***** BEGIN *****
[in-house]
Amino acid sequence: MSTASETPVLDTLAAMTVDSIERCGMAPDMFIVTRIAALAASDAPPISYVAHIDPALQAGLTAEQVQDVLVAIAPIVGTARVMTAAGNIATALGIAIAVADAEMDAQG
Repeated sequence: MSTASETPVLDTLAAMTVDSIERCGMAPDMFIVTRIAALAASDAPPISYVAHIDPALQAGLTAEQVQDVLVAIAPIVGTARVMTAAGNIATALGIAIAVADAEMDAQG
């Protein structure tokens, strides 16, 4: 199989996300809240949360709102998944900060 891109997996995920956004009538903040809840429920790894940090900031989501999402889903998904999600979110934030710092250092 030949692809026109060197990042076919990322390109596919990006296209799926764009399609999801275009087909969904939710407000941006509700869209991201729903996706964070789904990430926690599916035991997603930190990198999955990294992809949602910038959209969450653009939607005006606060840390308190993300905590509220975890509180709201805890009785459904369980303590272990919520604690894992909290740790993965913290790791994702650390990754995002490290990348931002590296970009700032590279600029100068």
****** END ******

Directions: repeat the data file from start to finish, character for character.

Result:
[in-house]
Amino acid sequence: MSTASETPVLDTLAAMTVDSIERCGMAPDMFIVTRIAALAASDAPPISYVAHIDPALQAGLTAEQVQDVLVAIAPIVGTARVMTAAGNIATALGIAIAVADAEMDAQG
Repeated sequence: MSTASETPVLDTLAAMTVDSIERCGMAPDMFIVTRIAALAASDAPPISYVAHIDPALQAGLTAEQVQDVLVAIAPIVGTARVMTAAGNIATALGIAIAVADAEMDAQG
């Protein structure tokens, strides 16, 4: 199989996300809240949360709102998944900060 891109997996995920956004009538903040809840429920790894940090900031989501999402889903998904999600979110934030710092250092 030949692809026109060197990042076919990322390109596919990006296209799926764009399609999801275009087909969904939710407000941006509700869209991201729903996706964070789904990430926690599916035991997603930190990198999955990294992809949602910038959209969450653009939607005006606060840390308190993300905590509220975890509180709201805890009785459904369980303590272990919520604690894992909290740790993965913290790791994702650390990754995002490290990348931002590296970009700032590279600029100068």